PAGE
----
(Neb)-Debate To Start Tues On Cuts To Balance Nebraska Budget
LINCOLN, Neb, (AP) - Nebraska lawmakers are slated to begin debate Tuesday on changes to the $8.8-billion dollar 2-year budget passed last year to deal with revenue coming in more slowly than predicted when the budget was adopted.
The state revenue forecasting board last October lowered the amount of money it expected the state to receive over the 2 years in the budget, resulting in a projected $173-million dollar shortfall, but the board's latest update at the end of last month added another $55-million.
The board is projecting an extra $25-million over the October projection for the current fiscal, money that by law will go into the cash reserve, and $30-million more for next year.
The budget package being debated this week includes a variety of reductions in spending with the budget-writing Appropriations Committee reducing the level of cuts proposed by the governor.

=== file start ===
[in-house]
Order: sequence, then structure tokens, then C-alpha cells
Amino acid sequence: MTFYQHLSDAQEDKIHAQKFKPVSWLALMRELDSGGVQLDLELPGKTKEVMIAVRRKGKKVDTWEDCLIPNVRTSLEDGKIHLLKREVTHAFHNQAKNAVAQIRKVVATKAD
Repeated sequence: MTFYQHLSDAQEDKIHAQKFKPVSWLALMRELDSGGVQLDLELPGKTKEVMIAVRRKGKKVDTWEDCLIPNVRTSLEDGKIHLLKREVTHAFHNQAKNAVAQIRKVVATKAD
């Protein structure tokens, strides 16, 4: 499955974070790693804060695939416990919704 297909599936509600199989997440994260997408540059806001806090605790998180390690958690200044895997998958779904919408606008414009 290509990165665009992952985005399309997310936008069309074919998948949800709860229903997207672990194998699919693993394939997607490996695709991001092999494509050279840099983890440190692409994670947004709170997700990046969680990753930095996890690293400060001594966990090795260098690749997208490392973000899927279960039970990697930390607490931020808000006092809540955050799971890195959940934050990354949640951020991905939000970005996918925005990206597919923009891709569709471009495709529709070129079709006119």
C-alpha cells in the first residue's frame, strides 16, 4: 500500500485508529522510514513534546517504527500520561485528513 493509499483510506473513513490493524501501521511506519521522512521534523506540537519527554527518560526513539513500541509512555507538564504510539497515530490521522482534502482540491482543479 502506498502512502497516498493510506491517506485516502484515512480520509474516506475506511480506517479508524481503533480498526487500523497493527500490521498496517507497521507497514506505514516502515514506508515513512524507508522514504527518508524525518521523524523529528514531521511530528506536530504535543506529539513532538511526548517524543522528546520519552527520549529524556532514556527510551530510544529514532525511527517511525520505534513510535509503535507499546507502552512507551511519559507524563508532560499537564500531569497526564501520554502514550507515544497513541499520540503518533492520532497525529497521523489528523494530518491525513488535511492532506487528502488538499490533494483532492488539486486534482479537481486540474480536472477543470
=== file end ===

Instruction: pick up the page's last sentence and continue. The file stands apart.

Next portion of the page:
It calls for a 1% budget cut next year for higher education instead of the 4% the governor wanted and a 2% across-the-board cut instead of the 4% he proposed for state agencies. Cuts for the rest of the current fiscal year would stay at the 2% put forward by the governor.
The committee came up with its recommendations before the forecasting board update but after revenue came in higher than predicted in December and January.
The difference between the committee package and the governor's recommendations is expected to spark a number of disagreements among senators.
Also expected to draw extended debate are provisions designed to ensure that abortion providers don't get federal family-planning money
Governor Ricketts says Nebraska is a pro-life state and the budget should reflect it, even though abortion providers are already barred from using federal money for abortions. Opponents of the ban say the wording could prevent low-income people from getting access to other health services as well.
The proposed budget would leave lawmakers with an ending balance of about $583,000 this year, potentially restricting their ability to spend on new programs or tax cuts.
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